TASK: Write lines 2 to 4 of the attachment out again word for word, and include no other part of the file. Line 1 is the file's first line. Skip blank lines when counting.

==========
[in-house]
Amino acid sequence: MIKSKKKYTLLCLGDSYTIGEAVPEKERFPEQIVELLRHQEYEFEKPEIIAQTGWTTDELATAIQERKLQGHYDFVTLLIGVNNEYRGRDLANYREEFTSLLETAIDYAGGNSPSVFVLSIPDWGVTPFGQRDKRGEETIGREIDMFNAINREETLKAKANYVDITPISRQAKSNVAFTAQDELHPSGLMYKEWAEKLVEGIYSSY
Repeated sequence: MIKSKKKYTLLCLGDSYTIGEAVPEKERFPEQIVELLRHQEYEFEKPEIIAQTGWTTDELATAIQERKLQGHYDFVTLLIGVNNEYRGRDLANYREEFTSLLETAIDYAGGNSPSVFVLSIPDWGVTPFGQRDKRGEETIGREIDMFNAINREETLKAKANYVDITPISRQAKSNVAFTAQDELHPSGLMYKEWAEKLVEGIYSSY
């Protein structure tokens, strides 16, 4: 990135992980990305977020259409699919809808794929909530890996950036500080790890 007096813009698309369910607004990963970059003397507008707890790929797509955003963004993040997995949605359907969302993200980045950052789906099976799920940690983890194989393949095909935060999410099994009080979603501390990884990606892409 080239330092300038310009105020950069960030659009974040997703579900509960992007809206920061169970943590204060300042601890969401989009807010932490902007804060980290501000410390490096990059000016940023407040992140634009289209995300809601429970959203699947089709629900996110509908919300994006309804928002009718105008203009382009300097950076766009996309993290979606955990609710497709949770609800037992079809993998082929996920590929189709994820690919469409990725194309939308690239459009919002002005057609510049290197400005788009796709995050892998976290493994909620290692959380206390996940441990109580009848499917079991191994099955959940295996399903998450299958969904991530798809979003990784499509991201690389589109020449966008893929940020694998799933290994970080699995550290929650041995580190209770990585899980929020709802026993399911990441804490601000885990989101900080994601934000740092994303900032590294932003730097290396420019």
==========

Amino acid sequence: MIKSKKKYTLLCLGDSYTIGEAVPEKERFPEQIVELLRHQEYEFEKPEIIAQTGWTTDELATAIQERKLQGHYDFVTLLIGVNNEYRGRDLANYREEFTSLLETAIDYAGGNSPSVFVLSIPDWGVTPFGQRDKRGEETIGREIDMFNAINREETLKAKANYVDITPISRQAKSNVAFTAQDELHPSGLMYKEWAEKLVEGIYSSY
Repeated sequence: MIKSKKKYTLLCLGDSYTIGEAVPEKERFPEQIVELLRHQEYEFEKPEIIAQTGWTTDELATAIQERKLQGHYDFVTLLIGVNNEYRGRDLANYREEFTSLLETAIDYAGGNSPSVFVLSIPDWGVTPFGQRDKRGEETIGREIDMFNAINREETLKAKANYVDITPISRQAKSNVAFTAQDELHPSGLMYKEWAEKLVEGIYSSY
């Protein structure tokens, strides 16, 4: 990135992980990305977020259409699919809808794929909530890996950036500080790890 007096813009698309369910607004990963970059003397507008707890790929797509955003963004993040997995949605359907969302993200980045950052789906099976799920940690983890194989393949095909935060999410099994009080979603501390990884990606892409 080239330092300038310009105020950069960030659009974040997703579900509960992007809206920061169970943590204060300042601890969401989009807010932490902007804060980290501000410390490096990059000016940023407040992140634009289209995300809601429970959203699947089709629900996110509908919300994006309804928002009718105008203009382009300097950076766009996309993290979606955990609710497709949770609800037992079809993998082929996920590929189709994820690919469409990725194309939308690239459009919002002005057609510049290197400005788009796709995050892998976290493994909620290692959380206390996940441990109580009848499917079991191994099955959940295996399903998450299958969904991530798809979003990784499509991201690389589109020449966008893929940020694998799933290994970080699995550290929650041995580190209770990585899980929020709802026993399911990441804490601000885990989101900080994601934000740092994303900032590294932003730097290396420019």